I am a mixture of two racial flavors. My father came from the ethnic stock of domestic helpers and my mother from frugal industrialists. I was not born with blue pupils and was supposed to be born Chinky-eyed. It was not winter either when my parents celebrated the birth of my existence. I did not know myself, not until I saw my body-build—short, black-haired, and brown-skinned. The world filled with impartialities bestowed me my identity. I was told then that only one world was allotted for mankind, that only one domain was created for the offspring to multiply. However, the rays of the sun have shed luminousness. There is a third world, a world created by disparities. And no matter how often I close and open my eyes, the sun is too intense for the blatant fact. True, I am one of the 75 million who dwell in one of the 7,107 islands of a third world’s archipelago. Thanks be to Spaniards, Americans, and Japanese for giving me a nationality.
I am in a country where foreign elements are never out of the ordinary. I hate to say this but my nation is such a tail of world’s crouching tigers. Ask the children of today what they want to do in the future. Three among the five of them would long to go abroad. Forgive them if they see a faint hope in this land for they are just the adherents of their parents who are engineers or doctors by profession but are made to be servants of foreign men. See the penetration of Filipino Diaspora. Passports have become a primary stipulation, illegal agencies have sprouted, and marriage contracts across cultures have been an assurance of well-off future. Yet no one can blame these people going overseas for they still want to eat three times a day and sleep in serenity. Somehow, getting out of the country is such a revolt, a revolt for a turtle-like progress.
Look at the whole shebang. Notice the giants in their towers led by a midget whose obsession to power will never step down. Politics is what satiates their appetite to prime seat. Blood is no waste at all. And yet inequitable justice can easily efface the stain in the name of the murderers. 57 clean-handed lives were taken out through carnage by the people who think they are worthy enough to be called valiant leaders, 31 journalists were ceased to string out the truth, but more voices will be heard as much as screams have become earsplitting.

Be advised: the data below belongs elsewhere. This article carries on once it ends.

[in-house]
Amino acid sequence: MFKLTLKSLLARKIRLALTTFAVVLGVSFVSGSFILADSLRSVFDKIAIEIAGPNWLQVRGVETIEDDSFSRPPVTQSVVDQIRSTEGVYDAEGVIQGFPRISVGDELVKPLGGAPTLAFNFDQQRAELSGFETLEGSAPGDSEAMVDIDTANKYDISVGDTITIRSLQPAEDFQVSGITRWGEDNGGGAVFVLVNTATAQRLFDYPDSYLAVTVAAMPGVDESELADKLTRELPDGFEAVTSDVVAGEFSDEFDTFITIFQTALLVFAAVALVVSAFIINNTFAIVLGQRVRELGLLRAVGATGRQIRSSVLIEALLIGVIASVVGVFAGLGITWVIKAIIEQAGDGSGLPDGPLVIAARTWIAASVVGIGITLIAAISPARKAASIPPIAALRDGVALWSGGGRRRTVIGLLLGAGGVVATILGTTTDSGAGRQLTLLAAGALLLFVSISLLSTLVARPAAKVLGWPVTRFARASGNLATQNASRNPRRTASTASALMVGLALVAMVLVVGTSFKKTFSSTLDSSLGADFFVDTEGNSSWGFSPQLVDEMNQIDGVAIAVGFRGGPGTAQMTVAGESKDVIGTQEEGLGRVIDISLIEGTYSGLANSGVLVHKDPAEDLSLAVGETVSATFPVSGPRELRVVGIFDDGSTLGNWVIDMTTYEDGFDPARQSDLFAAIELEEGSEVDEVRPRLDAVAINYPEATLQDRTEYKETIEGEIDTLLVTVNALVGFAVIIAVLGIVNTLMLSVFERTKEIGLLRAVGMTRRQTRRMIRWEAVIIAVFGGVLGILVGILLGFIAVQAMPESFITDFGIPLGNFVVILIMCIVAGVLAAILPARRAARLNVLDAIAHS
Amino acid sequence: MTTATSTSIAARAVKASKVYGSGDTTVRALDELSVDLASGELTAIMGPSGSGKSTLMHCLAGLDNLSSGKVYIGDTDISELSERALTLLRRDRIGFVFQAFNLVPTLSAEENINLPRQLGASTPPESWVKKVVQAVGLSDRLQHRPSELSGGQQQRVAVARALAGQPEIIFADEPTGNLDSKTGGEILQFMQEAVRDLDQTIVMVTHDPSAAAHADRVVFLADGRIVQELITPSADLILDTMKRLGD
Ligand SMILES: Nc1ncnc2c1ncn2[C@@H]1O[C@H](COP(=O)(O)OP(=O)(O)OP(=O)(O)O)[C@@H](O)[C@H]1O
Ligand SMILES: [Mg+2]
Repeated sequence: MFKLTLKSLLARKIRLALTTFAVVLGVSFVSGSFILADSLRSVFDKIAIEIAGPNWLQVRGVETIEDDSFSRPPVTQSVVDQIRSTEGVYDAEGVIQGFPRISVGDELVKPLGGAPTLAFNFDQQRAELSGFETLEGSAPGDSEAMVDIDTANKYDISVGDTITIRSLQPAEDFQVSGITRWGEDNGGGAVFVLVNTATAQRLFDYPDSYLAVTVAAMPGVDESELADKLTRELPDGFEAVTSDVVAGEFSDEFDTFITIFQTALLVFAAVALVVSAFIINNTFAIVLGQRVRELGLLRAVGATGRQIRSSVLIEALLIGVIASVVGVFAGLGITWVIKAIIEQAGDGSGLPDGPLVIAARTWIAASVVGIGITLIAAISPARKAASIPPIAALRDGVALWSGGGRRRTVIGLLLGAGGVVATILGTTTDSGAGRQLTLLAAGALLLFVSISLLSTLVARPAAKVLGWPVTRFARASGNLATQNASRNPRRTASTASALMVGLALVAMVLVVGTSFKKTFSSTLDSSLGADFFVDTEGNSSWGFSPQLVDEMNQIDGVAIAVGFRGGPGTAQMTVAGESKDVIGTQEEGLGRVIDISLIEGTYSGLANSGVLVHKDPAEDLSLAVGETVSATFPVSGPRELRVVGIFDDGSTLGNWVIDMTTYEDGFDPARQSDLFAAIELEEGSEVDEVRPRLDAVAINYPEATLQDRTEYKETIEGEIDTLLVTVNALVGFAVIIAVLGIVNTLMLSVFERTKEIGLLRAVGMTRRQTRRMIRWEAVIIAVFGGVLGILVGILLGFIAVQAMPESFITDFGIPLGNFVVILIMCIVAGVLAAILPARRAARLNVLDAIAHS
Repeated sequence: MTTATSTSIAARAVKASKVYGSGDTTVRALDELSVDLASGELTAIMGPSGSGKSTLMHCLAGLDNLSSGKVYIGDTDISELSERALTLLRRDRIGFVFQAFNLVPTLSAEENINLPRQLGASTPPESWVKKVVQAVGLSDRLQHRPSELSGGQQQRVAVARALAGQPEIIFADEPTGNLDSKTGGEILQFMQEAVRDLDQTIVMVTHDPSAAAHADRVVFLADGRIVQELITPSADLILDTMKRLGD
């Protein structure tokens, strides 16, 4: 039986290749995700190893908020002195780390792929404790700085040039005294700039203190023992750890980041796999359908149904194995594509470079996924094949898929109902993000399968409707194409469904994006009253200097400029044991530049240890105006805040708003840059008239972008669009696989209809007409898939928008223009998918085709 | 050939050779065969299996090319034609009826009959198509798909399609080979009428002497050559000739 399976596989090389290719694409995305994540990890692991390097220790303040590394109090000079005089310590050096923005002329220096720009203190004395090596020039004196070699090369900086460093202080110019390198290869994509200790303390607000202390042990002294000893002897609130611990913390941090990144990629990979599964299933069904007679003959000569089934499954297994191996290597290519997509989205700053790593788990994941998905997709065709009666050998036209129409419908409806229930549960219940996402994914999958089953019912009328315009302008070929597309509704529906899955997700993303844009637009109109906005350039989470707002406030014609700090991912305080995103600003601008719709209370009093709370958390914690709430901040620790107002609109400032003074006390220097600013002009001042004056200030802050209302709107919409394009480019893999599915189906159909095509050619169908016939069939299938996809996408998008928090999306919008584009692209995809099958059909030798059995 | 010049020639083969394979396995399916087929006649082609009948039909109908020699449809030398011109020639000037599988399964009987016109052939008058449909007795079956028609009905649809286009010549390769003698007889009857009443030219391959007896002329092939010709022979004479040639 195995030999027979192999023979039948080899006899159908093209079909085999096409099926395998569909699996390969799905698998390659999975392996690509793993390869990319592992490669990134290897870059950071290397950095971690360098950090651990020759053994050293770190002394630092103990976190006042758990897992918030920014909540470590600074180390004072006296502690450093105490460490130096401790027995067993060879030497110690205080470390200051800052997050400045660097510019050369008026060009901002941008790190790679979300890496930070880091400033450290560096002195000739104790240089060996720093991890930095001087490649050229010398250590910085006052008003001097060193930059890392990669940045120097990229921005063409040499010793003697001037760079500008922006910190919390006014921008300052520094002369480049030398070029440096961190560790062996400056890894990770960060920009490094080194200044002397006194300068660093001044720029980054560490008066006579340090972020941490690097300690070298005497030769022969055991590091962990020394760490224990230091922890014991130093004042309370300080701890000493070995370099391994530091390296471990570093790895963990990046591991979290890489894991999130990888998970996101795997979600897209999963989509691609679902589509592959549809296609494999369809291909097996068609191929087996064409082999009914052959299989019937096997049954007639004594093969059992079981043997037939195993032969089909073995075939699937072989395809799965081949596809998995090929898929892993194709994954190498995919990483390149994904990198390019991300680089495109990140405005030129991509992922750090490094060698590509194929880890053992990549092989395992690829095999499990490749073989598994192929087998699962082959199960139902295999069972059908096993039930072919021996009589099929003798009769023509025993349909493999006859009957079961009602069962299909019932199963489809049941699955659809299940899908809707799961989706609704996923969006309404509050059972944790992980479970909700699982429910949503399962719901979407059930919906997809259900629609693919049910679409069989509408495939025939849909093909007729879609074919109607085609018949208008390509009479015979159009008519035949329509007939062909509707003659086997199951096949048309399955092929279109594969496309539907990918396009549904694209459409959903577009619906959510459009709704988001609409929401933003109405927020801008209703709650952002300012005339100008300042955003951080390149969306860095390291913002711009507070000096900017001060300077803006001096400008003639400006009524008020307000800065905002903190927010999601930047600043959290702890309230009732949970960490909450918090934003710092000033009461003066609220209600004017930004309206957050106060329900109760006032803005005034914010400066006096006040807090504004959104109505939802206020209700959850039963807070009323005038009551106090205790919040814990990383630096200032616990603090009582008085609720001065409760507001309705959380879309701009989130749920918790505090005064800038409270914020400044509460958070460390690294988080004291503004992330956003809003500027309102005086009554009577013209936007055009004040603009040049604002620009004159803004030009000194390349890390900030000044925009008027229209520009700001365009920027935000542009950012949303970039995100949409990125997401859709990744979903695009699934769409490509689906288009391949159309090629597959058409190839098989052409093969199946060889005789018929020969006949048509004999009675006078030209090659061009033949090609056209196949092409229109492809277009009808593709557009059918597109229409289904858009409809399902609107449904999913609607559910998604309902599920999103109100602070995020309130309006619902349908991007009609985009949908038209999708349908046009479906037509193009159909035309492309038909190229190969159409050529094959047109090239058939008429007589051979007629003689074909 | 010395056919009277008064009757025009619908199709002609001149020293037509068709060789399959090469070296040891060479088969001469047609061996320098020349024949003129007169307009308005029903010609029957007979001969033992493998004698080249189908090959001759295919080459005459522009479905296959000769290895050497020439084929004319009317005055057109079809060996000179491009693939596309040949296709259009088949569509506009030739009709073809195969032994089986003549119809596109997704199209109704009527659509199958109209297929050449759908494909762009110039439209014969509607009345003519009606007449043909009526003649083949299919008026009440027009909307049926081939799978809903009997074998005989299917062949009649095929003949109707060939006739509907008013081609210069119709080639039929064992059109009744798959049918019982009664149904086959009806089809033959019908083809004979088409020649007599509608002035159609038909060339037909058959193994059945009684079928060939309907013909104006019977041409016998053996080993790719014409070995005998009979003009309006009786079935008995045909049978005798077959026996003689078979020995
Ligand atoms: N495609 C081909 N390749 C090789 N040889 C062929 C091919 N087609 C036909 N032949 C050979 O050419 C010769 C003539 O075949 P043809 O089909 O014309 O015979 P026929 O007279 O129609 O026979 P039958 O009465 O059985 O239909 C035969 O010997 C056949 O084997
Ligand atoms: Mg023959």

I am a Filipino. I feel outraged that my country has finally dislodged Iraq as the most dangerous country for journalists. I even once dreamt of becoming a potent catalyst for change, a watchdog of the irrational government. Yet a yellow backhoe would seem to have surrogated the swords of vindictive minds. Gunshots might not be heeded. But pen would still be the mightier; its blots will be as grimy as the plans of greedy.
These days, the streets have been botched up with placards of lies and pretenses. Notable faces of promise-makers are displayed on TV screens. Each of them has shattered millions of pesos to back up the mass campaigns. See how speedy the government projects are being finished, because these are where our taxes go, perhaps a portion. And to avoid fraudulent voting, election automation has marked off the scene. This will remove the potential for human cheating, just as how often our teachers remind us that cheating is a crime. Yet criminals ought to be in jail, not in the palace or session house. Sabotage in keyboards will make a lot of sense, as problems in chairs are not even yet resolved. Tricksters are wise, good enough to betray our reliance and delude our innocence.
It is going to be my first time to participate in the national elections. Yet it is never my first time to make a choice. Whether you are the great heroes’ son, real estate giant, gifted international lawyer, former president, religious leader, women rights advocate, tourism promoter, or a local lawmaker, trust is something I cannot just give easily even to my girlfriend. I once studied in an unfinished classroom, waited in the NSO for two days for an authenticated birth certificate, cried because of my stolen money, and for now, I hope to make even a bit of difference. Otherwise, I may pack my bags and line up for visa, just like what the six to seven million Filipinos did.